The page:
Comparative study of neural networks and design of experiments to the classification of HIV status
MetadataShow full item record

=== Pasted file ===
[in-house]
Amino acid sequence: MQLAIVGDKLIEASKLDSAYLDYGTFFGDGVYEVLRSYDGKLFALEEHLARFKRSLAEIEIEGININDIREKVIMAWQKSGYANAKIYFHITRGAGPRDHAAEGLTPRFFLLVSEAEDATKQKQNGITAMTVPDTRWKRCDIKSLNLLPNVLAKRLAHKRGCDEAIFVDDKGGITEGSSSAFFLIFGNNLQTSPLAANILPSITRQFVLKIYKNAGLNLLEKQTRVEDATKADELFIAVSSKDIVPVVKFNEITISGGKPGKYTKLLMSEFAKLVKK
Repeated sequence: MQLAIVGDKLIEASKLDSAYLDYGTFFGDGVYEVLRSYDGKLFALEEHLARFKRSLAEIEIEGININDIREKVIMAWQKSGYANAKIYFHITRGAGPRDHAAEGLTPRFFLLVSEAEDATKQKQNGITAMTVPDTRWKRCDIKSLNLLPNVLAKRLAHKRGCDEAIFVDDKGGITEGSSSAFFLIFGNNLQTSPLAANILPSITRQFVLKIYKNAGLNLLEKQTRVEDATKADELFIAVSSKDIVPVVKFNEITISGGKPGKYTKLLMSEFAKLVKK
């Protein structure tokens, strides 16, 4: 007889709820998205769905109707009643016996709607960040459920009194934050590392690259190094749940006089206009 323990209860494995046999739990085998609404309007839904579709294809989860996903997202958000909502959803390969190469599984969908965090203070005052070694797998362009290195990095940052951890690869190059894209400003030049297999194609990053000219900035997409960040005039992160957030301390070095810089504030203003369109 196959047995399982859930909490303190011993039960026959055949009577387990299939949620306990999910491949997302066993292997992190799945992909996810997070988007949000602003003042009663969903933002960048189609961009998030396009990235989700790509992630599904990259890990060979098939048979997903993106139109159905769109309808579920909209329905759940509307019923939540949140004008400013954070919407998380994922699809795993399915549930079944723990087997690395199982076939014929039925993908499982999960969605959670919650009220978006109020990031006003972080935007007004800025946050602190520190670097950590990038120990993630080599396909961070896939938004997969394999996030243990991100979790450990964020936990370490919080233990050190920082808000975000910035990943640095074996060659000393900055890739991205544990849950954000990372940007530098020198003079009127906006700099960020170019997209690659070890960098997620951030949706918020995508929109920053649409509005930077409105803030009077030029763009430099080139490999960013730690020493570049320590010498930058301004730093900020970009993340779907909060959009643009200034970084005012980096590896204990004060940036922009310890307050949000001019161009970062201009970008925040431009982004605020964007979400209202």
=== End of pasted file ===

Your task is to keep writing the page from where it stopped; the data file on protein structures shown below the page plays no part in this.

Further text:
This research addresses the novel application of design of experiment, artificial neural net-works and logistic regression to study the effect of demographic characteristics on the risk of acquiring HIV infection among the antenatal clinic attendees in South Africa. The annual antenatal HIV survey is the only major national indicator for HIV prevalence in South Africa. This is a vital technique to understand the changes in the HIV epidemic over time. The annual antenatal clinic data contains the following demographic characteristics for each pregnant woman; age (herein called mother's age), partner's age (herein father's age), population group (race), level of education, gravidity (number of pregnancies), parity (number of children born), HIV and syphilis status. This project applied a screening design of experiment technique to rank the effects of individual demographic characteristics on the risk of acquiring an HIV infection. There are a various screening design techniques such as fractional or full factorial and Plackett-Burman designs. In this work, a two-level fractional factorial design was selected for the purposes of screening. In addition to screening designs, this project employed response surface methodologies (RSM) to estimate interaction and quadratic effects of demographic characteristics using a central composite face-centered and a Box-Behnken design. Furthermore, this research presents the novel application of multi-layer perceptron’s (MLP) neural networks to model the demographic characteristics of antenatal clinic attendees. A review report was produced to study the application of neural networks to modelling HIV/AIDS around the world. The latter report is important to enhance our understanding of the extent to which neural networks have been applied to study the HIV/AIDS pandemic. Finally, a binary logistic regression technique was employed to benchmark the results obtained by the design of experiments and neural networks methodologies. The two-level fractional factorial design demonstrated that HIV prevalence was highly sensitive to changes in the mother's age (15-55 years) and level of her education (Grades 0-13). The central composite face centered and Box-Behnken designs employed to study the individual and interaction effects of demographic characteristics on the spread of HIV in South Africa, demonstrated that HIV status of an antenatal clinic attendee was highly sensitive to changes in pregnant mother's age and her educational level. In addition, the interaction of the mother's age with other demographic characteristics was also found to be an important determinant of the risk of acquiring an HIV infection. Furthermore, the central composite face centered and Box-Behnken designs illustrated that, individual-ally the pregnant mother's parity and her partner's age had no marked effect on her HIV status. However, the pregnant woman’s parity and her male partner’s age did show marked effects on her HIV status in “two way interactions with other demographic characteristics”. The multilayer perceptron (MLP) sensitivity test also showed that the age of the pregnant woman had the greatest effect on the risk of acquiring an HIV infection, while her gravidity and syphilis status had the lowest effects. The outcome of the MLP modelling produced the same results obtained by the screening and response surface methodologies. The binary logistic regression technique was compared with a Box-Behnken design to further elucidate the differential effects of demographic characteristics on the risk of acquiring HIV amongst pregnant women. The two methodologies indicated that the age of the pregnant woman and her level of education had the most profound effects on her risk of acquiring an HIV infection. To facilitate the comparison of the performance of the classifiers used in this study, a receiver operating characteristics (ROC) curve was applied. Theoretically, an ROC analysis provides tools to select optimal models and to discard suboptimal ones independent from the cost context or the classification distribution. SAS Enterprise MinerTM was employed to develop the required receiver-of-characteristics (ROC) curves. To validate the results obtained by the above classification methodologies, a credit scoring add-on in SAS Enterprise MinerTM was used to build binary target scorecards comprised of HIV positive and negative datasets for probability determination. The process involved grouping variables using weights-of-evidence (WOE), prior to performing a logistic regression to produce predicted probabilities. The process of creating bins for the scorecard enables the study of the inherent relationship between demographic characteristics and an in-dividual’s HIV status. This technique increases the understanding of the risk ranking ability of the scorecard method, while offering an added advantage of being predictive.